Archive for the ‘These People Crack Me Up’ Category
Rilla: If you see a book called Trolls with a troll on it who has a very long nose, it’s out because I’m using it for the scarf I’m making.
Me: Oooh! What kind of scarf?
Rilla: One that’s twelve inches long. That’s how big the book is.
Huck and Rilla and I have just finished reading three chapters of The Boxcar Children—they wouldn’t let me stop—and now I give Huck a big squeeze and say, “Okay, baby, time to go play.” He’s surprised I’ve called him “baby”—I usually say “monkey” or “my love” (same difference)—and shoots a reproachful gaze my way.
“I’m not a baby.”
“I know. But you used to be, so it still pops out sometimes.”
He considers. “But I am still little.” Burrows a little closer into my side.
“Mm-hmm.” His hair has that magical small-child scent, half fruity shampoo and half little-boy-sweat.
He takes a deep breath, as if about to unburden himself of a trouble. “That’s why I’ve been wondering…”
“Yes?” The moment has become suddenly fraught; whatever is coming, it’s clearly a serious matter.
“I’ve been wondering why nobody cuts the crusts off my sandwiches.”
Rilla: The next time I eat an apple, can I plant one of the seeds in the back yard?
Rilla: Oh good. I’ve really been wanting a climbing tree back there.
So today I wrote this thing and then I wrote that thing, and then I spent a long time on that other thing, the result of which is that I didn’t finish writing this thing here. So all I have to report today is a long, amusing moment waiting outside Trader Joe’s while Huck painstakingly read the entire cautionary messaging on the seat of the shopping cart.
My favorite bit: “ALWAYS buckle up child in cart and fasten seriously.”
You probably can’t make it out in the photo, but what it really says is “fasten securely.” But Huck’s version certainly made sense to him. He took these instructions very seriously indeed and stoutly refused to stand on the end of the cart as is our usual arrangement. No, Mommy, look at the picture. (Pointing to another placard on the end of the cart.) The circle with the line through it means NO STANDING.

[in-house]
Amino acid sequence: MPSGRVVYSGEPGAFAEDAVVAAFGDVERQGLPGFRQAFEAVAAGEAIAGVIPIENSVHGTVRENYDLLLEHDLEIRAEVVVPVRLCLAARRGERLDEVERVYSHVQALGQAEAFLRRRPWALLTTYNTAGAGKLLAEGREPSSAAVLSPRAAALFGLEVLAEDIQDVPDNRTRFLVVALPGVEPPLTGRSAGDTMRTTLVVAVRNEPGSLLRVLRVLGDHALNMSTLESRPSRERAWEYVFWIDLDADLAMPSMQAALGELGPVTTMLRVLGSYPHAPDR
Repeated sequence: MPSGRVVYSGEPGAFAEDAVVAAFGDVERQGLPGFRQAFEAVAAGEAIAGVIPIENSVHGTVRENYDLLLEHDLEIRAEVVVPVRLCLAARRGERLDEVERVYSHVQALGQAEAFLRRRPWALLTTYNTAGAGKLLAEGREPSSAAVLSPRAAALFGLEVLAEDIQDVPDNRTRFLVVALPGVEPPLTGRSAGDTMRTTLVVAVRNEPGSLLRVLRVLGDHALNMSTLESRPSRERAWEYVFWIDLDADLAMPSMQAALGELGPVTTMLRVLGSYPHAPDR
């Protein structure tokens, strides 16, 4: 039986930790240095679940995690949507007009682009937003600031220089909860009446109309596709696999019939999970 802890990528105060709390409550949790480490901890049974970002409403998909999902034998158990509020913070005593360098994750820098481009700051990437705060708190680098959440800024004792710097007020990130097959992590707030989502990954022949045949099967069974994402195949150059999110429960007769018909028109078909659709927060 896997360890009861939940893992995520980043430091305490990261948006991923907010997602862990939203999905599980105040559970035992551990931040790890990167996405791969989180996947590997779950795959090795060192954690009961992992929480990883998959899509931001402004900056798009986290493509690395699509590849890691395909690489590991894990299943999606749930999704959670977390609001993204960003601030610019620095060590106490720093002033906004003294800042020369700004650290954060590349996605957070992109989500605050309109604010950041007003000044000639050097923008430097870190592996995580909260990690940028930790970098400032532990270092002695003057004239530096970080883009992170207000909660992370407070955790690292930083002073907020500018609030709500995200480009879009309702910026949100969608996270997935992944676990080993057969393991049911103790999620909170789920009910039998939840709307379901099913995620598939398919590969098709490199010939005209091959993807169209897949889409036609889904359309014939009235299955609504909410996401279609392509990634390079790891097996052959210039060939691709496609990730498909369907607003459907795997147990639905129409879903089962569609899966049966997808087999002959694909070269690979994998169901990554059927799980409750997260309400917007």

He’s getting too big to ride up front, but today he insisted, and he buckled the seatbelt both securely and seriously.
Contrary to appearances, we are not giving away our youngest son (and all his toys, to boot). The neighbors put out this shelving unit and we thought it might be just the thing to replace our sagging makeshift TV stand. We stand corrected. What it is JUST THE THING for is setting up a shop, of course. What were we thinking? The Legos and Wedgits are being offered in lots ranging from “small pile” to “big pile” to “treasure.” When business is slow, you can fold yourself into your house and take a nap.
TV stand. ::snort:: What nonsense adults come up with sometimes.
Huck, in solemn tones: “Mommy, I like you more than television.”
Huck: “You know those Inch and Roly books? Can you get them for me? ALL of them?”
Huck proudly displaying his Tinkertoy windmill: “I followed the constructions.”
I mentioned that the kids and I share a Minecraft world. Its name is Calpurnia, after a favorite book. When I got a dog in the game, Rose offered to name it for me. The next time I logged in, “Darwin” was running around my attic—Darwin because of Calpurnia Tate, get it?
Then I wound up with a second dog. It ran around my house nameless for a day or two; then one day I returned home from a grueling shift at the ruined castle we’re building in the mushroom forest, and there, wagging its tail alongside Darwin, was “Newton,” newly monikered by Beanie. It seems I’m raising a bunch of scientist dogs, which is fine by me.
One day I accidentally fed both Darwin and Newton too many pork chops at the same time, and you know what that means: a puppy. I couldn’t wait for this new pooch to grow up, so I could see what name the girls would give it.
When I came home this afternoon, half dead after a skeleton ambush, the pup was waiting beside the front door, all grown up and sporting a new blue collar. Her name was Annie, the hover-text informed me. I was a little surprised that the girls hadn’t continued the scientist theme.
Shows what I know.
Rose, evidently aware of this gap in my education, had helpfully left some signage on the living-room carpet:
The dog’s name is Annie ’cause of Annie Jump Cannon, who
was one of the greatest female scientists; she organized the
stars. We still use her system today. Also, she was deaf.
I learned a lot more about Annie (the human, not the canine) after I logged off. She featured in a recent episode of Cosmos and my girls were quite impressed by her accomplishments. Her lifetime spanned the period between the Civil War and World War II, and as Rose explained, she was instrumental in the creation of the star classification system that is still in use today.
The girls have yet to account for the pig in my living room.